Autistic Girls


These often heard statements made about autistic girls are not true. They represent commonly held misconceptions about autistic girls:

She can’t be autistic – she is too social.

Not trueAutistic girls are good at masking their social difficulties as they are more able to follow social actions by imitation, observation and copying other children.

I got so used to holding it together at school or copying others just to blend in. The trouble is, I would then have shutdowns or fall apart at home – exhausted from keeping up my charade. I may have seemed ‘fine’ but in reality, I really needed more support

- Sarah, 30 years old

She doesn’t have repetitive behaviour or obscure interests.

Not true It is not the special interests that differentiate autistic girls from their peers, but the quality and intensity of the interests and the length of time that she might spent on them. 7

It is not the special interests that differentiate girls from their peers, but the quality and intensity of these interests and the length of time spent on these. Through my observation, I have found girls do have fewer repetitive behaviours than boys, however they do exist and are more subtle in their presentation. For example, girls tend to twirl their hair, or use other stimming behaviour such as twirling, humming or picking their nails. Girls do also enjoy special interests to the same intensity as boys, but often have more common topics such as animals, music, people or fashion.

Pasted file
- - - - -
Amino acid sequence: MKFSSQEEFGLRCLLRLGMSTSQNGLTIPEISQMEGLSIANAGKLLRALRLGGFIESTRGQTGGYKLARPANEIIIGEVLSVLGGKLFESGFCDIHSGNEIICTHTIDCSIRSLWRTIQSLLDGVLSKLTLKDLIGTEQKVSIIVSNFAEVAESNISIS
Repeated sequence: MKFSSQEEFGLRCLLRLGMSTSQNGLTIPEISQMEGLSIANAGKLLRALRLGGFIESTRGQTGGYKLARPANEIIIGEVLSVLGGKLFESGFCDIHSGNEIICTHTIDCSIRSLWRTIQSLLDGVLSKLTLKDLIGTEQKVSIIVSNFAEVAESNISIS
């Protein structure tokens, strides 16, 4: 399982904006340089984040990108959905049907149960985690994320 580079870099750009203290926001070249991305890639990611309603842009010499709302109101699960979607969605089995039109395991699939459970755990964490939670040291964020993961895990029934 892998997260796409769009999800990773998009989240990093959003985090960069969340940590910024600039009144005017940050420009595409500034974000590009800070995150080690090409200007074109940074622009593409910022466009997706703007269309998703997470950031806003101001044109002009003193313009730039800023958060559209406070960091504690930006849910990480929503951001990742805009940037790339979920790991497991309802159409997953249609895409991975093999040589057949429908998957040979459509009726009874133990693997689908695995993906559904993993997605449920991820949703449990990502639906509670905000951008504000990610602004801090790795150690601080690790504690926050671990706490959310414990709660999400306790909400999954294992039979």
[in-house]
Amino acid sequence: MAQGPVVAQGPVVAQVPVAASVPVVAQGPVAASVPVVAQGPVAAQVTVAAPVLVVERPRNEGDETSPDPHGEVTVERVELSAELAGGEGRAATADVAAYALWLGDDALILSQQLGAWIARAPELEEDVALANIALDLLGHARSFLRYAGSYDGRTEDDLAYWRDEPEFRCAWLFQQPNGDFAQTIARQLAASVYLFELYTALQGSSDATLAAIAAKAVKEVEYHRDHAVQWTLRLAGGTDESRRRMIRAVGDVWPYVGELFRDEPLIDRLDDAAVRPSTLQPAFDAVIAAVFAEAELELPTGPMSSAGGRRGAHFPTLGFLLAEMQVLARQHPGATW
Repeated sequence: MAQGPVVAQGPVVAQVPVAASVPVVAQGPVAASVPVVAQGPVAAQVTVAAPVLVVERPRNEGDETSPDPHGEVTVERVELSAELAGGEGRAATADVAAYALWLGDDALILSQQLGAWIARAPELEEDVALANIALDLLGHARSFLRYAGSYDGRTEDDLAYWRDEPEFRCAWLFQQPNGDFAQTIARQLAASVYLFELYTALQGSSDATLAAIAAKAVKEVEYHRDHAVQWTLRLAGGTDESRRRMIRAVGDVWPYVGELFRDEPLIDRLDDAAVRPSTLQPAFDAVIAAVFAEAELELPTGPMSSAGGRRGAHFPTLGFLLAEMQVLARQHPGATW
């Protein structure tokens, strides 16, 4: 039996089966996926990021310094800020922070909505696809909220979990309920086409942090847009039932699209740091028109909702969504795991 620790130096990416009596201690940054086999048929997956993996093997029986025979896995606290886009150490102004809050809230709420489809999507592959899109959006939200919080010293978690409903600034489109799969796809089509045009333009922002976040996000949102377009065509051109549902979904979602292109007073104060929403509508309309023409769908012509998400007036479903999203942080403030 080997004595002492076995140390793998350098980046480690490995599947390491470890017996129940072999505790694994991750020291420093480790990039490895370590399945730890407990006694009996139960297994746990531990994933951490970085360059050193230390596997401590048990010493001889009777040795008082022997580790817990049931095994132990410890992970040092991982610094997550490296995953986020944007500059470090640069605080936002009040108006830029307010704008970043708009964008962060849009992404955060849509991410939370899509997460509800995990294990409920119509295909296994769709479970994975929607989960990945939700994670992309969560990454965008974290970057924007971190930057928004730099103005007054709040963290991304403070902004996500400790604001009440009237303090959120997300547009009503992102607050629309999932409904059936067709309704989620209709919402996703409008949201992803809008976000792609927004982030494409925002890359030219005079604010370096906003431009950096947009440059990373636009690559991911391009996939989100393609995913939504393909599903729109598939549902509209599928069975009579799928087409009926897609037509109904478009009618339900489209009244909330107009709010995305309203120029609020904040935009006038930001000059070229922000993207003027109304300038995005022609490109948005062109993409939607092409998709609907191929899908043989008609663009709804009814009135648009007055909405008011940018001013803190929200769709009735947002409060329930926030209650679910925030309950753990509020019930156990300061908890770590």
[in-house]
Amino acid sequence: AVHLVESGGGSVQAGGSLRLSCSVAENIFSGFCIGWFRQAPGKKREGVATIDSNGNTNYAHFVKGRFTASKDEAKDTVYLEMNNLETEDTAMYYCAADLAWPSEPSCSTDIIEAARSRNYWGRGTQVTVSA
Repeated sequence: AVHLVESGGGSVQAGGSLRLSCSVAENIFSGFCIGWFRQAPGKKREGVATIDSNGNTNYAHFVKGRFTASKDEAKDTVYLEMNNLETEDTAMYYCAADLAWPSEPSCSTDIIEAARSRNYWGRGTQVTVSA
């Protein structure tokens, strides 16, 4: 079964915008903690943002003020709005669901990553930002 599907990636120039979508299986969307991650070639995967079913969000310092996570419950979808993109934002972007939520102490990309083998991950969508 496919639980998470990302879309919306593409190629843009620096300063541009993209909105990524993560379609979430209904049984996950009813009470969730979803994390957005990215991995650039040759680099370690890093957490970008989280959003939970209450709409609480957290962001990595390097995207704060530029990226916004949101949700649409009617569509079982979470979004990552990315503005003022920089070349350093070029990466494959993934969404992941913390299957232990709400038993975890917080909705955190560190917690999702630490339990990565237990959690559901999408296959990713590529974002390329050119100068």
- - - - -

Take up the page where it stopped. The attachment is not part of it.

- Danuta Bullhak-Paterson, Clinical Psychologist
Lived Experience

I think back to when I was at school and remember being the girl that just wanted to blend in and I did what I could to achieve this. Desperate to be liked and to have friends I didn't want anyone; not my teachers or peers to realise that I was different so I taught myself to put on a mask that hid my true identity. It was all a big lie. I was the perfect student at school that purposely flew under the radar but I found that I would completely shut down when I got home from school due to exhaustion. I was keeping up a facade that I still maintain today as an adult because in my world blending in is what is considered socially acceptable. No one would ever pick that I have autism but the reality is that what people see on the surface hides what is really going on. My husband and a select group of caring friends are the only ones who can identify my autistic traits because I have perfected my mask so well.

Talia, 42 years old. Mother of 2 with an autism diagnosis.

7. Gould and Ashton-Smith 2012